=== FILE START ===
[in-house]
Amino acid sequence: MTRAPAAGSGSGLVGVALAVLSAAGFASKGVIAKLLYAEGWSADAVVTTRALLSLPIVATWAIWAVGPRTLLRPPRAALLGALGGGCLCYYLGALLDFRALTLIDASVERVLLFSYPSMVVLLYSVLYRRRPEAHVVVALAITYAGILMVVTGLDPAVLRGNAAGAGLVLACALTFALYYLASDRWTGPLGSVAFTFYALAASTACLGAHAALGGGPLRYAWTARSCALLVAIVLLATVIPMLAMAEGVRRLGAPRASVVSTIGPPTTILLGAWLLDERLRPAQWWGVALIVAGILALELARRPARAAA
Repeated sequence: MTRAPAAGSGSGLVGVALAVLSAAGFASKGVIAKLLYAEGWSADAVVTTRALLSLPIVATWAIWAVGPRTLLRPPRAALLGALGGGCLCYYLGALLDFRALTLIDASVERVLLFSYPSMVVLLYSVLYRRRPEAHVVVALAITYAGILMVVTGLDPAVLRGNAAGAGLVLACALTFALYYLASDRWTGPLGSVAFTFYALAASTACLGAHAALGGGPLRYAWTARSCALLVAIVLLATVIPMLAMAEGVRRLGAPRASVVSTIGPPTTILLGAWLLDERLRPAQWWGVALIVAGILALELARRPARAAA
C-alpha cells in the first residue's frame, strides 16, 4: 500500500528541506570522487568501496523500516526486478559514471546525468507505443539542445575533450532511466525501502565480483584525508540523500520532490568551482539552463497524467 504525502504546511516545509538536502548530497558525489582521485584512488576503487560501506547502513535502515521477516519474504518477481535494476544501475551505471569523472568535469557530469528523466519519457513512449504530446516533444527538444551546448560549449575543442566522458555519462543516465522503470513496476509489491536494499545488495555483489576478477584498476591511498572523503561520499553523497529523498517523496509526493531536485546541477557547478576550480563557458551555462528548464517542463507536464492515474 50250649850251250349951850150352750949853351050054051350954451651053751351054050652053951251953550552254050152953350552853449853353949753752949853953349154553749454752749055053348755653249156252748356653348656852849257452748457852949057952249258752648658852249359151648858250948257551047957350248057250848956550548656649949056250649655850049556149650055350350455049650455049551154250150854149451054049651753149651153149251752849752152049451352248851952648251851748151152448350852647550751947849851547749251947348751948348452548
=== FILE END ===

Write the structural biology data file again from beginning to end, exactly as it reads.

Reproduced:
[in-house]
Amino acid sequence: MTRAPAAGSGSGLVGVALAVLSAAGFASKGVIAKLLYAEGWSADAVVTTRALLSLPIVATWAIWAVGPRTLLRPPRAALLGALGGGCLCYYLGALLDFRALTLIDASVERVLLFSYPSMVVLLYSVLYRRRPEAHVVVALAITYAGILMVVTGLDPAVLRGNAAGAGLVLACALTFALYYLASDRWTGPLGSVAFTFYALAASTACLGAHAALGGGPLRYAWTARSCALLVAIVLLATVIPMLAMAEGVRRLGAPRASVVSTIGPPTTILLGAWLLDERLRPAQWWGVALIVAGILALELARRPARAAA
Repeated sequence: MTRAPAAGSGSGLVGVALAVLSAAGFASKGVIAKLLYAEGWSADAVVTTRALLSLPIVATWAIWAVGPRTLLRPPRAALLGALGGGCLCYYLGALLDFRALTLIDASVERVLLFSYPSMVVLLYSVLYRRRPEAHVVVALAITYAGILMVVTGLDPAVLRGNAAGAGLVLACALTFALYYLASDRWTGPLGSVAFTFYALAASTACLGAHAALGGGPLRYAWTARSCALLVAIVLLATVIPMLAMAEGVRRLGAPRASVVSTIGPPTTILLGAWLLDERLRPAQWWGVALIVAGILALELARRPARAAA
C-alpha cells in the first residue's frame, strides 16, 4: 500500500528541506570522487568501496523500516526486478559514471546525468507505443539542445575533450532511466525501502565480483584525508540523500520532490568551482539552463497524467 504525502504546511516545509538536502548530497558525489582521485584512488576503487560501506547502513535502515521477516519474504518477481535494476544501475551505471569523472568535469557530469528523466519519457513512449504530446516533444527538444551546448560549449575543442566522458555519462543516465522503470513496476509489491536494499545488495555483489576478477584498476591511498572523503561520499553523497529523498517523496509526493531536485546541477557547478576550480563557458551555462528548464517542463507536464492515474 50250649850251250349951850150352750949853351050054051350954451651053751351054050652053951251953550552254050152953350552853449853353949753752949853953349154553749454752749055053348755653249156252748356653348656852849257452748457852949057952249258752648658852249359151648858250948257551047957350248057250848956550548656649949056250649655850049556149650055350350455049650455049551154250150854149451054049651753149651153149251752849752152049451352248851952648251851748151152448350852647550751947849851547749251947348751948348452548